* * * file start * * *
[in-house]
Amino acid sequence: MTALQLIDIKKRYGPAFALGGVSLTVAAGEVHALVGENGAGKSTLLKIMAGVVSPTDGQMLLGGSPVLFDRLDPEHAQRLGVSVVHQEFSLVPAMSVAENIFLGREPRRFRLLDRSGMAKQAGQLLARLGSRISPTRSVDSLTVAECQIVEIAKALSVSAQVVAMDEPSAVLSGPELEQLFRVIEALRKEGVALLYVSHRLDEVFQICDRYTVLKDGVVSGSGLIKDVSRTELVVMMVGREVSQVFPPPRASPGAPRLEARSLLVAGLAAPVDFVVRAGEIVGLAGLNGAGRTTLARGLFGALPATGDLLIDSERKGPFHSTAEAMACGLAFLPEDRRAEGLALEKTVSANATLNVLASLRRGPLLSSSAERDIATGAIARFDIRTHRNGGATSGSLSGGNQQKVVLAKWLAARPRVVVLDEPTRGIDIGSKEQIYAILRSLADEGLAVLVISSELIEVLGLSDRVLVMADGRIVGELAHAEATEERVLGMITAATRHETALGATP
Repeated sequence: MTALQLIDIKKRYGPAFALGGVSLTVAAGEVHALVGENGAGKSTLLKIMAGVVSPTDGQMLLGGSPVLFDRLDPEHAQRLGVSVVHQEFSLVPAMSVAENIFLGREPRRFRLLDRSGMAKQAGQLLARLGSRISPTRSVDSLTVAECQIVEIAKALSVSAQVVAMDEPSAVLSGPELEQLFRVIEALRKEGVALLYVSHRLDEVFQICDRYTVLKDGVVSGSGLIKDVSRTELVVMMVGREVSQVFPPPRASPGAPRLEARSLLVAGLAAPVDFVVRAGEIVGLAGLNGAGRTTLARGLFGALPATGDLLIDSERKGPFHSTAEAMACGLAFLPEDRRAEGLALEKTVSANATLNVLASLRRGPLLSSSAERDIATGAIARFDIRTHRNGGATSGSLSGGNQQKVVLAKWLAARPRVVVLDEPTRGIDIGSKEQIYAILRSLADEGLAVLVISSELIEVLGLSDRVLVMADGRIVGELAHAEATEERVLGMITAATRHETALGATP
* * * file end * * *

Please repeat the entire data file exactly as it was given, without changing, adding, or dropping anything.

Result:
[in-house]
Amino acid sequence: MTALQLIDIKKRYGPAFALGGVSLTVAAGEVHALVGENGAGKSTLLKIMAGVVSPTDGQMLLGGSPVLFDRLDPEHAQRLGVSVVHQEFSLVPAMSVAENIFLGREPRRFRLLDRSGMAKQAGQLLARLGSRISPTRSVDSLTVAECQIVEIAKALSVSAQVVAMDEPSAVLSGPELEQLFRVIEALRKEGVALLYVSHRLDEVFQICDRYTVLKDGVVSGSGLIKDVSRTELVVMMVGREVSQVFPPPRASPGAPRLEARSLLVAGLAAPVDFVVRAGEIVGLAGLNGAGRTTLARGLFGALPATGDLLIDSERKGPFHSTAEAMACGLAFLPEDRRAEGLALEKTVSANATLNVLASLRRGPLLSSSAERDIATGAIARFDIRTHRNGGATSGSLSGGNQQKVVLAKWLAARPRVVVLDEPTRGIDIGSKEQIYAILRSLADEGLAVLVISSELIEVLGLSDRVLVMADGRIVGELAHAEATEERVLGMITAATRHETALGATP
Repeated sequence: MTALQLIDIKKRYGPAFALGGVSLTVAAGEVHALVGENGAGKSTLLKIMAGVVSPTDGQMLLGGSPVLFDRLDPEHAQRLGVSVVHQEFSLVPAMSVAENIFLGREPRRFRLLDRSGMAKQAGQLLARLGSRISPTRSVDSLTVAECQIVEIAKALSVSAQVVAMDEPSAVLSGPELEQLFRVIEALRKEGVALLYVSHRLDEVFQICDRYTVLKDGVVSGSGLIKDVSRTELVVMMVGREVSQVFPPPRASPGAPRLEARSLLVAGLAAPVDFVVRAGEIVGLAGLNGAGRTTLARGLFGALPATGDLLIDSERKGPFHSTAEAMACGLAFLPEDRRAEGLALEKTVSANATLNVLASLRRGPLLSSSAERDIATGAIARFDIRTHRNGGATSGSLSGGNQQKVVLAKWLAARPRVVVLDEPTRGIDIGSKEQIYAILRSLADEGLAVLVISSELIEVLGLSDRVLVMADGRIVGELAHAEATEERVLGMITAATRHETALGATP